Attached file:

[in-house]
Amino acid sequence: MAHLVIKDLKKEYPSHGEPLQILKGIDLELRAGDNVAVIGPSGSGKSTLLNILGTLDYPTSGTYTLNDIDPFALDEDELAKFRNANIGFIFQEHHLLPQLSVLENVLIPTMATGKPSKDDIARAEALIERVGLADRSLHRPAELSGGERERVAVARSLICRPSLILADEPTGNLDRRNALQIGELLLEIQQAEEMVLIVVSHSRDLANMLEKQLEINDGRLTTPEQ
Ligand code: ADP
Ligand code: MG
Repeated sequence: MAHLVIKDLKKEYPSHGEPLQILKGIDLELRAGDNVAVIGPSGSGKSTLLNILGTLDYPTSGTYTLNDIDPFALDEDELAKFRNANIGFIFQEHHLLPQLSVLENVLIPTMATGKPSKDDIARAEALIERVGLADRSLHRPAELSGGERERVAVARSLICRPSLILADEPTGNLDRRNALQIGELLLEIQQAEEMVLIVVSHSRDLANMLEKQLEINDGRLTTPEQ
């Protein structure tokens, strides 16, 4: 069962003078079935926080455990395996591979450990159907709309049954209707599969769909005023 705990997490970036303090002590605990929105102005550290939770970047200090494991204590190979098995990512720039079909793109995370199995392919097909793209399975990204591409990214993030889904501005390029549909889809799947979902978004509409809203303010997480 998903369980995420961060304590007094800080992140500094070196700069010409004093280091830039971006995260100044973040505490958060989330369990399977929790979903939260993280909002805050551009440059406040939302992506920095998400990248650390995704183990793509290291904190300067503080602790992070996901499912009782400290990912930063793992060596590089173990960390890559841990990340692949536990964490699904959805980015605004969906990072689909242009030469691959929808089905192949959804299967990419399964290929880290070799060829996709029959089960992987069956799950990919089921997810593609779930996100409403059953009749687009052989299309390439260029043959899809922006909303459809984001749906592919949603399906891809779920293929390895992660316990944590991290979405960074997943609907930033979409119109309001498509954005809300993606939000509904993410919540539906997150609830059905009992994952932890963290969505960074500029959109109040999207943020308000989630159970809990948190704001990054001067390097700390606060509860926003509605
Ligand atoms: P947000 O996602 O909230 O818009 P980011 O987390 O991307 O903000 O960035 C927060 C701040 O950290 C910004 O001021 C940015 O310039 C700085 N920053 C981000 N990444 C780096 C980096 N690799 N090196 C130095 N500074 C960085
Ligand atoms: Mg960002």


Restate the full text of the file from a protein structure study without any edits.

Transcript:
[in-house]
Amino acid sequence: MAHLVIKDLKKEYPSHGEPLQILKGIDLELRAGDNVAVIGPSGSGKSTLLNILGTLDYPTSGTYTLNDIDPFALDEDELAKFRNANIGFIFQEHHLLPQLSVLENVLIPTMATGKPSKDDIARAEALIERVGLADRSLHRPAELSGGERERVAVARSLICRPSLILADEPTGNLDRRNALQIGELLLEIQQAEEMVLIVVSHSRDLANMLEKQLEINDGRLTTPEQ
Ligand code: ADP
Ligand code: MG
Repeated sequence: MAHLVIKDLKKEYPSHGEPLQILKGIDLELRAGDNVAVIGPSGSGKSTLLNILGTLDYPTSGTYTLNDIDPFALDEDELAKFRNANIGFIFQEHHLLPQLSVLENVLIPTMATGKPSKDDIARAEALIERVGLADRSLHRPAELSGGERERVAVARSLICRPSLILADEPTGNLDRRNALQIGELLLEIQQAEEMVLIVVSHSRDLANMLEKQLEINDGRLTTPEQ
């Protein structure tokens, strides 16, 4: 069962003078079935926080455990395996591979450990159907709309049954209707599969769909005023 705990997490970036303090002590605990929105102005550290939770970047200090494991204590190979098995990512720039079909793109995370199995392919097909793209399975990204591409990214993030889904501005390029549909889809799947979902978004509409809203303010997480 998903369980995420961060304590007094800080992140500094070196700069010409004093280091830039971006995260100044973040505490958060989330369990399977929790979903939260993280909002805050551009440059406040939302992506920095998400990248650390995704183990793509290291904190300067503080602790992070996901499912009782400290990912930063793992060596590089173990960390890559841990990340692949536990964490699904959805980015605004969906990072689909242009030469691959929808089905192949959804299967990419399964290929880290070799060829996709029959089960992987069956799950990919089921997810593609779930996100409403059953009749687009052989299309390439260029043959899809922006909303459809984001749906592919949603399906891809779920293929390895992660316990944590991290979405960074997943609907930033979409119109309001498509954005809300993606939000509904993410919540539906997150609830059905009992994952932890963290969505960074500029959109109040999207943020308000989630159970809990948190704001990054001067390097700390606060509860926003509605
Ligand atoms: P947000 O996602 O909230 O818009 P980011 O987390 O991307 O903000 O960035 C927060 C701040 O950290 C910004 O001021 C940015 O310039 C700085 N920053 C981000 N990444 C780096 C980096 N690799 N090196 C130095 N500074 C960085
Ligand atoms: Mg960002």